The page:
English courts confirm failure to comply with pre-arbitration steps a matter of admissibility, not jurisdiction

Tiered arbitration clauses, where a party is required to attempt various dispute resolution alternatives such as negotiation and mediation, are commonplace in commercial contracts. However, despite their widespread use, up until this year the English courts had not directly considered the question of what happens when a party does not comply with pre-arbitration steps before initiating arbitration proceedings. Instead, the English arbitration community has had to make do with the obiter findings of Teare J in Emirates Trading Agency LLC v Prime Mineral Exports Private Limited.

In Emirates, Teare J considered that an obligation for the parties to engage in “friendly discussion” before commencing arbitration proceedings was “a condition precedent to the right to refer a claim to arbitration.” This suggested that a failure to follow obligatory pre-arbitration steps resulted in the arbitral tribunal’s jurisdiction to hear the dispute not being engaged.

The Emirates decision came under criticism from arbitration practitioners and academics. Indeed, one authoritative text cautioned “We are sorry to say that we have less than total enthusiasm either for the decision, or the principle that it attempts to establish.” To its critics, the court in Emirates had made a mistake: the issue of compliance with pre-arbitration steps was one of admissibility of the claimant’s claims and not a question of the tribunal’s jurisdiction.

As a reminder, admissibility and jurisdiction are two related but different concepts. In the words of Butcher J, “Issues of jurisdiction go to the existence or otherwise of a tribunal’s power to judge the merits of a dispute; issues of admissibility go to whether the tribunal will exercise that power in relation to the claims submitted to it.” Importantly, a tribunal’s decision regarding admissibility cannot be challenged, whereas a tribunal’s ruling on its jurisdiction may be challenged by a party under section 67 of the Arbitration Act 1996 (AA 1996).

Despite the considerable debate regarding the Emirates decision, the English legal position remained unsettled in the following years in the absence of a suitable case before the English courts. However, like the proverbial London bus, arbitration practitioners have been treated to two high court decisions on this issue less than nine months apart.

On 2 February 2021, the Commercial Court handed down its decision in Sierra Leone v SL Mining Limited. This case concerned a section 67 challenge brought by Sierra Leone, who argued the defendant had brought arbitration proceedings before the three month notice period, a contractual pre-condition to arbitration, had expired.

In Sierra Leone, the learned judge, Sir Michael Burton GBE, devoted a considerable portion of his judgment summarising the latest commentary and international jurisprudence before concluding that they “plainly overwhelmingly” supported a finding that a failure to comply with the ADR was an issue of admissibility for the tribunal to consider and was not a basis to challenge their jurisdiction.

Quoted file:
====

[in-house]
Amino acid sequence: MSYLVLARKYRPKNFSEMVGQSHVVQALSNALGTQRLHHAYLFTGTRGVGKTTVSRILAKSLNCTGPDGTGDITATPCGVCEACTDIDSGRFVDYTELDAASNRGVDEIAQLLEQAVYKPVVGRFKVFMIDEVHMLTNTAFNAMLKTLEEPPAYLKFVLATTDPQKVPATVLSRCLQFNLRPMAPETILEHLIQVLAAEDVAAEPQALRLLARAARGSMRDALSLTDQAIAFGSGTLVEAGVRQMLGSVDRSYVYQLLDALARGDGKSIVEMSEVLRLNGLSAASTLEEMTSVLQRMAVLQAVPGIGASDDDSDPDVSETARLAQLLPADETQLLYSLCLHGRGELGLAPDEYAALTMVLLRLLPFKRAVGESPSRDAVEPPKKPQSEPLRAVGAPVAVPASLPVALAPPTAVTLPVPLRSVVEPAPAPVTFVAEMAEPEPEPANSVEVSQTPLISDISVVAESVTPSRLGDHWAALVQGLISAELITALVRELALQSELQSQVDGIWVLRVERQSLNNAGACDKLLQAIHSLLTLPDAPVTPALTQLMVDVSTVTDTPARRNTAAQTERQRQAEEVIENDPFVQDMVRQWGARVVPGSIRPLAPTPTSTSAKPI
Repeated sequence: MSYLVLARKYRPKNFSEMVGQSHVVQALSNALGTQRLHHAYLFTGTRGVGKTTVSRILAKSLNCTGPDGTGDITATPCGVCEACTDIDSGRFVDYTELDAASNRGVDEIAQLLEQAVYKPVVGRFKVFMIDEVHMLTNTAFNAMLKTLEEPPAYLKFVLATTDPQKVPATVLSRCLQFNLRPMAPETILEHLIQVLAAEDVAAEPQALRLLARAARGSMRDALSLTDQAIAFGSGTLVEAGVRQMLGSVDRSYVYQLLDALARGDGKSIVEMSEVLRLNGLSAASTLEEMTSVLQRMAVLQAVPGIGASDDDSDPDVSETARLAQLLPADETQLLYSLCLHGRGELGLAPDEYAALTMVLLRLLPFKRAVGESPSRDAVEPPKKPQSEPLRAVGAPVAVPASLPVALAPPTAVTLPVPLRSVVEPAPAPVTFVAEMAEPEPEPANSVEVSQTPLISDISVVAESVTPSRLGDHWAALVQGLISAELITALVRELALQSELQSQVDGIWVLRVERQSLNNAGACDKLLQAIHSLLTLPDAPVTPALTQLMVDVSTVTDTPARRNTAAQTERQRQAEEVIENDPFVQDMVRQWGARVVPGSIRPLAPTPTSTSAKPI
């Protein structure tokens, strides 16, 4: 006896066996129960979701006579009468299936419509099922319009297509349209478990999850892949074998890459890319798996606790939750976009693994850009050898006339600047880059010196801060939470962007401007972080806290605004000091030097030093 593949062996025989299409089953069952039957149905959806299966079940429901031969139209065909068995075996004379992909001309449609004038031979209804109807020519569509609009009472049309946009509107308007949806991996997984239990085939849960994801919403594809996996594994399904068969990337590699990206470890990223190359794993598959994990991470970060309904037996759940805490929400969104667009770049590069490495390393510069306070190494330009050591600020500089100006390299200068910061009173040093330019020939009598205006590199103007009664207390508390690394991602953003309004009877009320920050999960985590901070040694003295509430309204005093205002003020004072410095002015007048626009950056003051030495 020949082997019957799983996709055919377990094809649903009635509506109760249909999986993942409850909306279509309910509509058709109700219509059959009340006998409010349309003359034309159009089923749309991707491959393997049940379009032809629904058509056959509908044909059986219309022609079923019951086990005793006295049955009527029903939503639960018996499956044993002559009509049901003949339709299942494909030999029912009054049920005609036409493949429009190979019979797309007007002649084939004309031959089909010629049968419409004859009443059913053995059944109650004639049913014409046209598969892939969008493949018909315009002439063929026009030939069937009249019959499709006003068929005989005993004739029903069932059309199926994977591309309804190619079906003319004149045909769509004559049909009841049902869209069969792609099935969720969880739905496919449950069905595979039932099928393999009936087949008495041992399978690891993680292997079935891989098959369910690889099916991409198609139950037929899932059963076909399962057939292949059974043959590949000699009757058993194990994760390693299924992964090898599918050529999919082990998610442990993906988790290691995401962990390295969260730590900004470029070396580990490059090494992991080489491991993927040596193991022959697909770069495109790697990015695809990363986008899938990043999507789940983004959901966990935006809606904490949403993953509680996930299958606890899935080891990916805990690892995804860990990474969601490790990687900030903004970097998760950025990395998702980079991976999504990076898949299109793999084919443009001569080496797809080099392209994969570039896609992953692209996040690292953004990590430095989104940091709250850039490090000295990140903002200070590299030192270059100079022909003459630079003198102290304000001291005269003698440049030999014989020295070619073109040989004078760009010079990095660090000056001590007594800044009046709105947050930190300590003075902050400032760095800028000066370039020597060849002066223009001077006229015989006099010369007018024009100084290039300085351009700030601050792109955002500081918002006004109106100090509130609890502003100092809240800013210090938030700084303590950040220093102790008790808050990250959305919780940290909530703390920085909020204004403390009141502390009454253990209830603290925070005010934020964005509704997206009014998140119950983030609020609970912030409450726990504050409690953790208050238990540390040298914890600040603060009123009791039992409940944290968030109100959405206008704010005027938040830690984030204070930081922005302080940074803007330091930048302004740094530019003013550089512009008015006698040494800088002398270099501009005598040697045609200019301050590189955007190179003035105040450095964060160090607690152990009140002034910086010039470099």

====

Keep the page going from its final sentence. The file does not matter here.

Although the claimant argued the Emirates decision supported their section 67 challenge, this was roundly rejected by the court who noted that jurisdiction to hear a section 67 challenge had been “assumed” by the court in that case and that the issue of jurisdiction and admissibility had been not been argued. The section 67 challenge was therefore dismissed.

Hot on the heels of that decision, the court handed down its verdict on another section 67 challenge in NWA and others v NWF and others in October. In NWA, Calver J declined an application to set aside an arbitral award made on the grounds that the defendant failed to follow a contractual obligation to mediate before commencing arbitration proceedings against the claimant.

The court rejected the claimants’ argument that the arbitration agreement was “inoperative” due to a failure to follow a mediation pre-arbitration step and consequently the defendants’ claims were not therefore arbitrable. The correct position, noted Justice Calver, was that the “dispute is an arbitrable dispute, but the issue is whether it is not yet arbitrable because of the mediation clause.” A failure to mediate was an issue for the tribunal to consider in the context of deciding whether the claims before it were admissible.

The court’s decision in NWA is particularly noteworthy, in that it approved of and applied the reasoning in Sierra Leone when coming to its decision. Indeed, Calver J noted that “the decision in Emirates has come in for considerable academic criticism” and, like Sir Michael in Sierra Leone, declined to follow the approach taken in that case.

It therefore appears that in a short space of time the English courts are settling on an alternative position regarding a failure by a party to follow the pre-arbitration conditions precedent contained in a contract: it is only relevant to a tribunal’s consideration of whether a claim is admissible and does not affect jurisdiction.

The NWA decision will likely be of interest to practitioners as, under this new position, a party’s ability to use section 67 to challenge a tribunal’s jurisdiction on the basis of a failure to follow a pre-arbitration conditions precedent has been substantially reduced. In practice, in the absence of a Court of Appeal or Supreme Court judgment on this case, parties are advised to comply with any such pre-conditions (where applicable) in order to avoid unnecessary litigation.

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